There are no good answers. Since the days when it became obvious that cigarettes cause cancer, corporate interests have been battling science. They've gained a lot of experience. They spend a lot of money. They buy researchers who will write reports that favor their businesses. They bury information they don't like. They drag, delay, and muddy the waters. The Republican Right has embraced their causes, adopted their methodology, and staked out the fight against science as their ideology. Yes, it sounds weird, that anyone since the days when the Catholic Church was busy banning Galileo and Copernicus would take up antiscience as their banner, but that's what's happened.
The Centers for Disease Control were studying gun violence. First, the Republicans tried to shut down that division of the CDC entirely. When that failed, according to reporting by Michael Lou in the New York Times, Republicans "stripped $2.6 million from the disease control centers' budget, the very amount it had spent on firearms-related research the year before. Language was also inserted into the centers' appropriations bill that remains in place today: 'None of the funds made available for injury prevention and control at the Centers for Disease Control and Prevention may be used to advocate or promote gun control.'" Since any examination of gun violence is likely to lead to gun control, it was taken to mean that such studies were forbidden.
What we do know is that every day since the children were killed at Sandy Hook, on average, 18 people have been killed by guns. (How Many People Have Been Killed by Guns Since Newtown? Chris Kirk and Dan Kois, Wednesday, February 20, 2013, Slate.) There have also been five more shootings on school grounds, with one of the fatalities a 12-year-old girl.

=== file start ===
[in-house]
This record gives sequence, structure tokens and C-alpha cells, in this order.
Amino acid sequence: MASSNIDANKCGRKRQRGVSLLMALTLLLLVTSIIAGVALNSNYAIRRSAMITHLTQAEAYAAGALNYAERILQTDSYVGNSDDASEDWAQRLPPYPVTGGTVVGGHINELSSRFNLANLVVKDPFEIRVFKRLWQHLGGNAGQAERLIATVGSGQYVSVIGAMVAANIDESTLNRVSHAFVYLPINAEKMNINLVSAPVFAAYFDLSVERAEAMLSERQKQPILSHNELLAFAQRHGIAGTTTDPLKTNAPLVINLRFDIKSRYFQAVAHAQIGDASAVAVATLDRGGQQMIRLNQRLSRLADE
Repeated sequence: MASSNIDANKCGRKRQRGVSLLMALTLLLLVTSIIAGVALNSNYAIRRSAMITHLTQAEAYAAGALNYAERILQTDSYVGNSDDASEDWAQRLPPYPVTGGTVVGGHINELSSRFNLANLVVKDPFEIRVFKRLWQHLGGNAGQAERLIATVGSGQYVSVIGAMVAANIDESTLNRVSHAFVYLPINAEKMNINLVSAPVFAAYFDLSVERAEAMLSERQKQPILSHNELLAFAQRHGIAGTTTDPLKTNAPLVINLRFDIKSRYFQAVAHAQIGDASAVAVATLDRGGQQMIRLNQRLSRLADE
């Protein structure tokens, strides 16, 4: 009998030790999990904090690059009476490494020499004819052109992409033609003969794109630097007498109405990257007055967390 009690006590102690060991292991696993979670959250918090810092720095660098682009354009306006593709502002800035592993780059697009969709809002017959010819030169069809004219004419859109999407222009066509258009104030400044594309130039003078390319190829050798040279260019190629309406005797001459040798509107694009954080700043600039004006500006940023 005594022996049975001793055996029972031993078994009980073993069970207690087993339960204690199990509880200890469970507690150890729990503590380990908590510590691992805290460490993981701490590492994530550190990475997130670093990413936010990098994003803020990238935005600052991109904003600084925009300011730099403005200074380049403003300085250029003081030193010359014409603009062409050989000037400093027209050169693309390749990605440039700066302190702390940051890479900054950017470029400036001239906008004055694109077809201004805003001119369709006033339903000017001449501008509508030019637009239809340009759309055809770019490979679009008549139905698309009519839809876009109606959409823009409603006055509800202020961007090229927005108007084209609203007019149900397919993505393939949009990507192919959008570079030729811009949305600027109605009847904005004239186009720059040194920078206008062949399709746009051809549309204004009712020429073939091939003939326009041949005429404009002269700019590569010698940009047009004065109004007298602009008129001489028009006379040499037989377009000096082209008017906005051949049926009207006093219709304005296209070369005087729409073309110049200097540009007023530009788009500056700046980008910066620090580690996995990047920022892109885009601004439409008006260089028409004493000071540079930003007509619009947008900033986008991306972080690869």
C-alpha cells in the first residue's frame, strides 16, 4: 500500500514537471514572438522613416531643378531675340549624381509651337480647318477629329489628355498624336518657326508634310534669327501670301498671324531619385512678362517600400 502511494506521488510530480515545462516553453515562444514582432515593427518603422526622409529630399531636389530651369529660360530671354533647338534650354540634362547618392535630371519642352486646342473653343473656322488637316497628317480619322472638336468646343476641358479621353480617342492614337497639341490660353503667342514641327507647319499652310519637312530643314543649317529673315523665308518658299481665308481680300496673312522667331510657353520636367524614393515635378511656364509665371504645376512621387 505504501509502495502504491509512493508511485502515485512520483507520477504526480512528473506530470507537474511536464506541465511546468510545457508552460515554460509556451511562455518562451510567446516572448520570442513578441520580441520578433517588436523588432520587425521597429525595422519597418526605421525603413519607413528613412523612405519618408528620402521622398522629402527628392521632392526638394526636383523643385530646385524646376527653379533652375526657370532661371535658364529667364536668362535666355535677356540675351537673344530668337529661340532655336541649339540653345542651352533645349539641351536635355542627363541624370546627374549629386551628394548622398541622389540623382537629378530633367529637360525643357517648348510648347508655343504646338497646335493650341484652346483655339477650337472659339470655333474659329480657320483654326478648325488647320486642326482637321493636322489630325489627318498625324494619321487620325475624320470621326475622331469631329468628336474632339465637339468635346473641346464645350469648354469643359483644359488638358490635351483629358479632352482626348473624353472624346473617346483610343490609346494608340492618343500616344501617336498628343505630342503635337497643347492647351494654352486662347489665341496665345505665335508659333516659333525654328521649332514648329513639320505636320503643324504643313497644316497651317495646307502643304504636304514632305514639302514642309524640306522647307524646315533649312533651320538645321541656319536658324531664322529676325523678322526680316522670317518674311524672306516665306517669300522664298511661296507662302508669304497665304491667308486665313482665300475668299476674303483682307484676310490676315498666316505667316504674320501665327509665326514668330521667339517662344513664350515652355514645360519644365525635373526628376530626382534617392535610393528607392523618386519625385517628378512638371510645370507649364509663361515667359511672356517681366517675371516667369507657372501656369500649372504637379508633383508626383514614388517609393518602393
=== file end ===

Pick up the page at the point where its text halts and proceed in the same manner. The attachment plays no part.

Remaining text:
Governor Cuomo was right to pass a bill before the revulsion against murdering children had a chance to fade. Given a chance, gun industry money, the NRA, and folks like Ken Ronk would have done all they could to make any change impossible. As for the Second Amendment, SAFE lets everyone keep their guns. Yes, you can defend your home against invaders. Many of the Whereasses falsely believe that tyrants took away the people's guns in order to rise to power, and they have the valiant, Mel Gibson fantasy they will be tomorrow's Bravehearts when the United Nations takeover comes. I doubt that 10 rounds per clip, rather than the meager seven, will make the difference in those battles. Will the secret militias that train in our hills but stay in our B&Bs go elsewhere because of the background checks on ammo sales? Are there really enough of them to affect our economy? For those of you who have dangerous felons in your house, won't it be nice to say, "Joey, I gotta lock up the guns, that's the law." Sheriff Van Blarcum, who made the curious argument, quoted in the Freeman, that "anybody wants to do anything, they will find a way to do it," noting that laws against drugs haven't stopped the drug problem, should be grateful. In spite of his realization about drug laws, his department has pursued drug arrests with particular zeal. This will give him something to do when marijuana is legalized.
* The full text of the resolution can be found at Co.ulster.ny.us/resolutions/0154-13.